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Choosing the best textile weaving machine means choosing a piece of equipment that is compatible with the projects that you are planning to make, your level of expertise, your work space and your budget. There are four types of weaving machines or looms that can be used in the home: rigid heddle, jack, counterbalance and countermarch. These looms are classified according to their sheds — the openings between the lengthwise yarns that are used to dress the loom — and the number of shafts or rods that hold the heddles through which the yarns are placed.
If you are new to weaving, you could start with the simplest textile weaving machine: the rigid heddle loom. This two-harness loom is a variation of the frame loom, the earliest form of weaving equipment that was developed by humans, and the one from which all looms are derived. In the rigid heddle loom, the shed is formed by manually raising and lowering a single heddle bar through which the lengthwise yarns, or warp, have been threaded. In most rigid heddle looms, the heddle also acts as the beater during the weaving process.
The rigid heddle loom is the most basic textile weaving machine on the market, so you will find yourself limited to plain weaving patterns instead of more complex patterns. These looms, however, do come in weaving widths up to 32 inches (81.3 cm) and can be used to make fabrics, simple accessories and garments, place mats, pillow covers and small rugs. They are easy to set up, store and take to weaving classes. In making your purchase, choose a rigid heddle loom with metal gears and ratchets, because it will hold up better than one that is made of plastic.
If you have had some experience on a frame or a rigid heddle loom, or are a beginner interested in learning more complex weaving patterns, a jack loom would be a good choice. Jack looms have rising, hand-controlled sheds. This means that when the levers on the loom are pushed down, the warp threads go up. Table looms and small folding looms are jack looms. They come with four, eight, 12 or 16 shafts and are available in a variety of weaving widths.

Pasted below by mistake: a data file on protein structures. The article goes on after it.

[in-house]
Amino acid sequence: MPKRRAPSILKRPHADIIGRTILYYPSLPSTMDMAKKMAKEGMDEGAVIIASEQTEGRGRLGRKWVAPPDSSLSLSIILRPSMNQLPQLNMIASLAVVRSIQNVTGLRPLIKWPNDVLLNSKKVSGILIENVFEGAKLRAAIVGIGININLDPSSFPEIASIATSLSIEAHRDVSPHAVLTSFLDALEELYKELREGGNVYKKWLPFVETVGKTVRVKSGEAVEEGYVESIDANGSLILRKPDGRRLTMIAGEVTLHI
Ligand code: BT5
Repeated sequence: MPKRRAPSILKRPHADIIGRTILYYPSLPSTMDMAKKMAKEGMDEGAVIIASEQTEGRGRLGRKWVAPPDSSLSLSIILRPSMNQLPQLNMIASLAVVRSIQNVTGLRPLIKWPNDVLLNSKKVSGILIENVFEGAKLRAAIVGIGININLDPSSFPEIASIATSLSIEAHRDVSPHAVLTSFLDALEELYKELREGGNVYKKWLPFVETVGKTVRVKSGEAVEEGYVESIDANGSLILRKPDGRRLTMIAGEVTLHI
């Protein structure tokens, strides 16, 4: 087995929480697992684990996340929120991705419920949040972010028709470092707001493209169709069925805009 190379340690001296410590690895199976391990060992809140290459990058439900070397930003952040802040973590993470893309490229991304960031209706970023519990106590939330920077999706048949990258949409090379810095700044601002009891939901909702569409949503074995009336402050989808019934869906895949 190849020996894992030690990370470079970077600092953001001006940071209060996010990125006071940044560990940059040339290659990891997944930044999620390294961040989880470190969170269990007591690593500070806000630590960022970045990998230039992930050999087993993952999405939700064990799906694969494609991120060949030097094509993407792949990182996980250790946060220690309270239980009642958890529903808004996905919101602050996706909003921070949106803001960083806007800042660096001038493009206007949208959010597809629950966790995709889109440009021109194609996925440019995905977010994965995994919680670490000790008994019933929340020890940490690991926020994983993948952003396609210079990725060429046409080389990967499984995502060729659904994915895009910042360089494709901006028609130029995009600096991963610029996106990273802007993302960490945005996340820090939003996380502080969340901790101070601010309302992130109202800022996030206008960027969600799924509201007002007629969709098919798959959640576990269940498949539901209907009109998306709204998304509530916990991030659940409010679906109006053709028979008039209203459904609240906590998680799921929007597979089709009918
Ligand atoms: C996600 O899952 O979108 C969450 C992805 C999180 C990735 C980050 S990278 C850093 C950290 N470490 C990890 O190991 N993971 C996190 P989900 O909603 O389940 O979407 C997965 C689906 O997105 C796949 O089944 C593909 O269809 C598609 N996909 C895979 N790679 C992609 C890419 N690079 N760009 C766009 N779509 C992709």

As a textile weaving machine, a jack loom has several advantages. It is easier to use than a counterbalance or countermarch loom, is less expensive to buy and can be folded down for transportation and storage. A jack loom also is a good choice if you live in an apartment or have a minimum amount of space. Some jack looms can be noisy to operate because of their metal heddles, however, and their poor sheds and loose tension sometimes produce problems for weavers.
Counterbalance and countermarch looms are floor looms, and they are the most sophisticated of the textile weaving machines designed for home use. Floor looms have foot-controlled pedals that open and close the sheds by either raising or lowering the harnesses. Counterbalance and countermarch looms are faster and more rhythmic than table looms. With weaving widths as wide as 60 inches (152.4 cm), they also require more working and storage space, and they are significantly more expensive to purchase, even second-hand.
Between the two, a counterbalance loom is easier to dress and operate than a countermarch loom, making it a good choice for an ambitious beginner. Counterbalance looms are traditional American floor looms that come with as many as 10 shafts, with four being the average. Unlike a jack loom, a counterbalance loom has an excellent shed that allows the weaver to enjoy uniform tension throughout the weaving process. In spite of its size, it is easy and quick to operate and remarkably quiet.
Countermarch looms are distinct because they have both rising and sinking sheds. They are more difficult and time-consuming to dress than other textile weaving machines and should be purchased only by experienced weavers. In terms of ease of use, tension and treadling, however, these European and Scandinavian looms do offer the weaver the same advantages of counterbalance looms without some of the technical and operational disadvantages. In spite of the difficulties that arise when installing and maintaining them, countermarch, like counterbalance looms are smooth and quiet to operate.
The price of a textile weaving machine for home use is determined by the costs of the hardwood and metal materials, and the workmanship that goes into constructing it. When purchasing your new or previously owned weaving equipment, look for quality instructional materials, including manuals and video discs. Looms that are purchased from reputable companies will come with a warranty, and you will find that even companies that sell refurbished machines will provide you with a guarantee.
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